The Anonymous inoculation

Israel’s government and private businesses strive to arm themselves with the right defenses and secure their infrastructure, ahead of threatened cyber-attacks by ‘hacktivistsl.’

The logo for the cyber hacking group ‘Anonymous’ is seen on computer screens. (photo credit: REUTERS)
The logo for the cyber hacking group ‘Anonymous’ is seen on computer screens.
(photo credit: REUTERS)
In its third year of coordinating cyber attacks against Israel, the online “hacktivist” group Anonymous decided to up its rhetoric.
On April 7, the group promised in a video, it would unleash “an electronic Holocaust” on the Jewish state, threatening to wipe Israel from the cyber- security map.
“We’ll take down your servers, government websites, Israeli military websites, banks and public institutions. We’ll erase you from cyberspace as we have every year,” said a figure in the video, wearing the stylized Guy Fawkes mask popularized in the film V for Vendetta.
The clip, which opened with Anonymous’s logo of a headless suit standing in front of a UN-style globe, featured Arabic subtitles, accused “foolish Zionist entities” of “heinous crimes against humanity” and specifically mentioned the death tolls in the 2014 summer war with Hamas in the Gaza Strip, Operation Protective Edge.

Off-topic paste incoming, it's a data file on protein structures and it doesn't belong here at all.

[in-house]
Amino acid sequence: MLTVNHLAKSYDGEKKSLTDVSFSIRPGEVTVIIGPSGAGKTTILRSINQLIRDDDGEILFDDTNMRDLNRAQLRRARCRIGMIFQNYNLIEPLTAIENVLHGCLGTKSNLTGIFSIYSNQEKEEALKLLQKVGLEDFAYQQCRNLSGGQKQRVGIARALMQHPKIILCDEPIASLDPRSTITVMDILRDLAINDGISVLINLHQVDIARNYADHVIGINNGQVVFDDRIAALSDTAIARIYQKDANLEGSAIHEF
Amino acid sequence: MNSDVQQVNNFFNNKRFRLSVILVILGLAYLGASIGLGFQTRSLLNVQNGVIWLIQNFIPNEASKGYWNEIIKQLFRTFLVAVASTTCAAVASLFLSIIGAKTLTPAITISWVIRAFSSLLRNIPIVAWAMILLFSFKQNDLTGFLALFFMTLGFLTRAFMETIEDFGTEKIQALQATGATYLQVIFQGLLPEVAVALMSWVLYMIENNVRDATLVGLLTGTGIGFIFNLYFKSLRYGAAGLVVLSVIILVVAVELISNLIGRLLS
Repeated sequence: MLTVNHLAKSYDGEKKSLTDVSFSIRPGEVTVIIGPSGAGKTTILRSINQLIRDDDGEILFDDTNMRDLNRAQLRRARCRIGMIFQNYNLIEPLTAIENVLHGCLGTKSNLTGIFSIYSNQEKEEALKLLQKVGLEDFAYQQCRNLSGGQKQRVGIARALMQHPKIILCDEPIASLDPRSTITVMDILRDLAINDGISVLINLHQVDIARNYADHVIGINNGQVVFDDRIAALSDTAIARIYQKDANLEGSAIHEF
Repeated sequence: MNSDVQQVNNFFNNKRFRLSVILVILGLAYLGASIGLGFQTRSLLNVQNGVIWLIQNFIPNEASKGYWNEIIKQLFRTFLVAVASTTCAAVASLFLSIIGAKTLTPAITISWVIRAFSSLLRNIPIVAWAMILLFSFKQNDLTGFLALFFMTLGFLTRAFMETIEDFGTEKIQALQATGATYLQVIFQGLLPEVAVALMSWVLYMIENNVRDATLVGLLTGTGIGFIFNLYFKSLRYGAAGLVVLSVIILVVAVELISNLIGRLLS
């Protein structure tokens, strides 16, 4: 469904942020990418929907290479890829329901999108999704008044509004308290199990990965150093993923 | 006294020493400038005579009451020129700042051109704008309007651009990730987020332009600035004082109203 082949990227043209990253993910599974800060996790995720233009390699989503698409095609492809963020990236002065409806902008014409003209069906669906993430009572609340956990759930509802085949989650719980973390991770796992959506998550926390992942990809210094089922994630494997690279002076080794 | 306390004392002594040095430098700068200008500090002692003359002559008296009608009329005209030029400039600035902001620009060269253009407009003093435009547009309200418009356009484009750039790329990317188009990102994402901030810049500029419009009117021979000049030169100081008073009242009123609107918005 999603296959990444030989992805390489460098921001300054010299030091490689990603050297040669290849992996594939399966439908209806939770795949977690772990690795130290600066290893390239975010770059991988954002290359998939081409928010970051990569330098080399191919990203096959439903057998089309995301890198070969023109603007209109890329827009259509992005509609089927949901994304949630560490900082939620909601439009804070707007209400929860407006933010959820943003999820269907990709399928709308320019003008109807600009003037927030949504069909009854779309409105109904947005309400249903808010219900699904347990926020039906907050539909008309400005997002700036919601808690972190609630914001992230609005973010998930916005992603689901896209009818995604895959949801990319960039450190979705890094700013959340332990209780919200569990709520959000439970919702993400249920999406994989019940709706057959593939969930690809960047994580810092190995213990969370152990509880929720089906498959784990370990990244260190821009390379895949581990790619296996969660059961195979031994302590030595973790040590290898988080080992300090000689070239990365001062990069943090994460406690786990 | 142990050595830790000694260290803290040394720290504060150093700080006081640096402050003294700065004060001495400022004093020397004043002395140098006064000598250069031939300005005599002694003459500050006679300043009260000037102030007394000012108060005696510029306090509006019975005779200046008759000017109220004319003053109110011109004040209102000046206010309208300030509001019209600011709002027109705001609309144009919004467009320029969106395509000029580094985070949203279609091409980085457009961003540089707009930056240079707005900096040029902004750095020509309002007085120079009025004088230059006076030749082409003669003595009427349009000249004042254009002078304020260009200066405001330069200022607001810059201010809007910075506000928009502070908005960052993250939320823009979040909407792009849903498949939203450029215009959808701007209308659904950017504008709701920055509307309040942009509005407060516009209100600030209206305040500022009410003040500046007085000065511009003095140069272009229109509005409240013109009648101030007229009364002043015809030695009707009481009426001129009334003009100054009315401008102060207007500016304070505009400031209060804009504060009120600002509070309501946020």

Since 2013, the elusive group of politically motivated, loosely affiliated hackers has made similar threats and achieved a modicum of success in disrupting some websites, even leaking Israeli credit-card numbers during its annual “OpIsrael” operation.
This year, it appeared to successfully take down the Education Ministry website, and hacked sites belonging to Zionist Union MK Yossi Yonah, singer Shalom Hanoch and a girls’ high school. Other sites the group claimed (via Twitter) to have disrupted, such as an Economy Ministry website, appeared to remain functional.
Sticking with its Holocaust promises, the group attempted to bring down Yad Vashem’s website. It was unsuccessful.
Most of the websites were quickly recovered.
Though Anonymous garnered plenty of media attention, the question is whether it did any lasting damage. Most analysts saw it as a childish nuisance; one pro-Israeli hacktivist even broke into an OpIsrael website and posted messages defending the Jewish state.
“As long as it’s a dispersed effort [comprised of] ad-hoc teams getting together for activist causes, I don’t see that as a major threat. We should be more concerned about Russia or China, which have real cyber armies,” said Asaph Schulman, vice president of marketing at Checkmarx. “It’s not like the Chinese trying to hack Lockheed Martin for the latest IP in aerodynamics.”